In a hundred years from now, when some bespectacled historian sits down to write the story of the G.I. Joe film franchise, the first sentence he’ll write will be, “Why did Paramount Pictures want so badly to get rid of Channing Tatum?” Then he’ll underline that sentence about a hundred different times, crinkle the whole page up into a ball, and throw that ball back into his desk drawer. In hindsight, he’s got a lot of movies to write about and it wasn’t the brightest idea to start with G.I. Joe.
Video game movies are hard enough to get right, that the concept of adapting games for TV rarely comes up, but will Battlefield break the mold? Paramount TV and Electronic Arts aim to find out, teaming to bring the first-person shooter franchise off the small-screen and onto the … well, the same screen, but you’ll still have to find the right input.
Get ready, you’re about to read that “come out and play” reference quite a bit in the next few days. Fresh off their latest Marvel triumph, the Russo brothers have lined up yet another TV project, this time bringing cult favorite The Warriors to Hulu as a brand-new one-hour TV series.
Turn back the clock to 2010, and the hottest ticket on Broadway is a revival of August Wilson’s Pulitzer-winning play Fences, a poignant and daring meditation on race relations in America with a focus on the hardships of the black experience. It has all the necessary qualifications for a bona fide Broadway smash: a handsome pedigree of awards and acclaim (the production took the Tony Award for Best Revival of a Play in 2010), urgent social significance, and some Hollywood talent slumming it on the boards in between film projects. Denzel Washington and Viola Davis starred as the married couple at the heart of Fences, winning raves and a Tony apiece, and created a rare sensation that dazzled audiences for thirteen weeks and then vanished.
It’s only been a few weeks since the most recent trailer for Teenage Mutant Ninja Turtles: Out of the Shadows, the sequel to the Michael Bay-produced TMNT picture of 2014, and though it also nicks the Beastie Boys’ “No Sleep Til Brooklyn” for the soundtrack, there are a handful of key differences that distinguish one from the other. Specifically, that this latest spot is chockablock with soundbites that, when taken out of context, could be used by audio editors to form scathing critiques of this film. As the trailer timecounter ticks on, the negative review puns basically write themselves: “We‘re turtles, whether you like it or not.” “This isn’t working!” “We keep failing.” It’s almost like they’re challenging their harshest critics to do their worst.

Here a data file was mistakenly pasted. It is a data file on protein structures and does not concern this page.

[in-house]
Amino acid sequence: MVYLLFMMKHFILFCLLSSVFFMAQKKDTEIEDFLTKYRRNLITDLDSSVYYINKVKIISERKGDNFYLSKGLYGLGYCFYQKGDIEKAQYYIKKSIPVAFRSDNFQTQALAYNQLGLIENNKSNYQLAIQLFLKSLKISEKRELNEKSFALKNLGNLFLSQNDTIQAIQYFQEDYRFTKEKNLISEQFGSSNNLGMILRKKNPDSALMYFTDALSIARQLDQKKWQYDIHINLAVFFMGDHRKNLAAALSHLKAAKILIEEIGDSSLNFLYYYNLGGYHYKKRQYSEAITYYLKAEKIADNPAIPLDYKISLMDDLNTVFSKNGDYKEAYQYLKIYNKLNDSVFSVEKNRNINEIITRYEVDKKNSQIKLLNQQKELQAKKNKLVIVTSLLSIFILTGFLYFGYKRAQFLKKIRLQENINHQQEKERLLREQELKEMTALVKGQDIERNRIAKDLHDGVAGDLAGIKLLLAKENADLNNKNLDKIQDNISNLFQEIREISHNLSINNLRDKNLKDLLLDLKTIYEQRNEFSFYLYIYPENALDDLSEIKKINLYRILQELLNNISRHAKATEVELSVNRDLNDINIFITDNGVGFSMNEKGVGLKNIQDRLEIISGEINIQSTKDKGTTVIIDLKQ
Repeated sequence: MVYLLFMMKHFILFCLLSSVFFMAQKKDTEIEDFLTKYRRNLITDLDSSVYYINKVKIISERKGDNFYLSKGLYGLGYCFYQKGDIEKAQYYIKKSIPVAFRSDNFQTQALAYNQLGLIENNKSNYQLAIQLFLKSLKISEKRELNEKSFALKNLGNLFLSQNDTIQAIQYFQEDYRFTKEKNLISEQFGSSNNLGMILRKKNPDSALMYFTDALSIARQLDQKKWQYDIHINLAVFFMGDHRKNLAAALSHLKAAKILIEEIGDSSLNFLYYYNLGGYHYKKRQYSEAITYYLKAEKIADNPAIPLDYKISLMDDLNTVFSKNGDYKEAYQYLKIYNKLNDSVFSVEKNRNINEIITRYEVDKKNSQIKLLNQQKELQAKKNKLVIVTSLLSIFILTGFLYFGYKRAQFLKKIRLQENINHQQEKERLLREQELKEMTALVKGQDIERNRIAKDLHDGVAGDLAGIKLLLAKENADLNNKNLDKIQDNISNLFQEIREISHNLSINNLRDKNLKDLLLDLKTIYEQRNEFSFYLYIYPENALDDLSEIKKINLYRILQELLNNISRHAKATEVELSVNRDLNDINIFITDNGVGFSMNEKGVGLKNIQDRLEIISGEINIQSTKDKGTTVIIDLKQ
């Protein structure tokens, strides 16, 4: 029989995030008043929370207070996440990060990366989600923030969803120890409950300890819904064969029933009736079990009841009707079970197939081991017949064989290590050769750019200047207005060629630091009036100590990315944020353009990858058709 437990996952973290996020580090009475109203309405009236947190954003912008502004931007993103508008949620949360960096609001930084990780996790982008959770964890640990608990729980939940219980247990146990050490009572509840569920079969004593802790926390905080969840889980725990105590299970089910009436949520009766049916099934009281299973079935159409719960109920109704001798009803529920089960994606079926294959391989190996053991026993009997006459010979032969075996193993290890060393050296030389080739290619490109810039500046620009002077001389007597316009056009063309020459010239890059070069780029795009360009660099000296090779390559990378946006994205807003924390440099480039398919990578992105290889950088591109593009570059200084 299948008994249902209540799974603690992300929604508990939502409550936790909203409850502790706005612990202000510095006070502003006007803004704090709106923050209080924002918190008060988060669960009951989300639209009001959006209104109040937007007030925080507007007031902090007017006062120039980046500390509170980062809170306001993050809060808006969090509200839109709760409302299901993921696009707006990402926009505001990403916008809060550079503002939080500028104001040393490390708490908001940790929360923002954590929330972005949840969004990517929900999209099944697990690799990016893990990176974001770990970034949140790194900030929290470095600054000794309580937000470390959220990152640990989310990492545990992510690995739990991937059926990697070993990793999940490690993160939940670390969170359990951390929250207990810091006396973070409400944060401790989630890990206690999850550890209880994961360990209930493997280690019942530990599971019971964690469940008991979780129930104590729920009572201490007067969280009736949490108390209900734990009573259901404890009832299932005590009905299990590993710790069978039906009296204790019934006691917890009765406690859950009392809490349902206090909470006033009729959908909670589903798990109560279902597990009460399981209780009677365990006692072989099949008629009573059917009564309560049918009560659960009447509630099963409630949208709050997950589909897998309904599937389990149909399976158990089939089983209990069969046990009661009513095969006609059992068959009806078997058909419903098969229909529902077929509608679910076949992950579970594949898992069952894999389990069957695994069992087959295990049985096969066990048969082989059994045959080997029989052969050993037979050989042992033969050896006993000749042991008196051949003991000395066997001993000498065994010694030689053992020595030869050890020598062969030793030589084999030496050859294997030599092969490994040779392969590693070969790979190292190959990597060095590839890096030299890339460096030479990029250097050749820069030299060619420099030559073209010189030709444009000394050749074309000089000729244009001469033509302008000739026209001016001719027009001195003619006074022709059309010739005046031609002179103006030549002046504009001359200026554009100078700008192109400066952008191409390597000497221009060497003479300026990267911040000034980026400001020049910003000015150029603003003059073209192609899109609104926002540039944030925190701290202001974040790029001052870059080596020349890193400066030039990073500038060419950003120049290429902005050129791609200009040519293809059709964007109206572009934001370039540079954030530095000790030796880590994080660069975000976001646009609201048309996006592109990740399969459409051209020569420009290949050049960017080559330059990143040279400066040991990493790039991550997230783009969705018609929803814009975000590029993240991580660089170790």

French thinker Antoine de Saint-Exupéry’s popular novella The Little Prince uses the story of a young boy and a grounded pilot as a portal to hidden worlds of profound emotion, conjuring loneliness, sadness and helplessness from simple language and potent symbols. And so it was weirdly fitting when, a mere week before the film adaptation’s scheduled release, Paramount abruptly dropped it from their slate and pulled it from theaters. Not unlike le petit prince himself, Mark Osborne’s animated rendering of the beloved story was abandoned and left to float around in the vast expanse of the film marketplace. This story has a more straightforwardly happy ending than de Saint-Exupéry’s, though — Netflix has now picked up the rights to the film.
The tough thing about using someone else’s ideas to make money is that it’s not entirely legal. This lesson had to be learned the hard way this past weekend by Alec Peters, producer of an independent film titled Prelude to Axanar. The Star Trek fan film drew quite a bit of ire from copyright holders Paramount after a crowdfunding effort on Indiegogo brought this grassroots DIY production over half a million dollars last summer. The promise to make a “studio-quality” film including characters, settings, and other elements from the heavily-licensed Star Trek franchise with no engagement from the relevant studio spelled doom for the Axanar team, and now the chickens have come home to roost.
Men who abandon their brothers-in-arms during wartime are either tried, shot, or profiled in widely beloved podcasts. Directors who abandon their brothers-in-pre-production during World War Z-time probably just end up directing different, more desirable pictures.
For a movie about a guy who developed neck-snappingly fast cars, Michael Mann’s Enzo Ferrari has been making progress at an extremely gradual pace. Mann first started toying with the idea of chronicling the life of the Italian auto pioneer (a concept first realized fictitiously on the HBO series Entourage, with the world’s greatest thespian Vinny Chase in the title role) fifteen years ago, but the film only shifted into gear earlier this year.
Paramount has set a live-action feature adaptation of Dora the Explorer in motion with screenwriter Tom Wheeler locked in to draw up a script.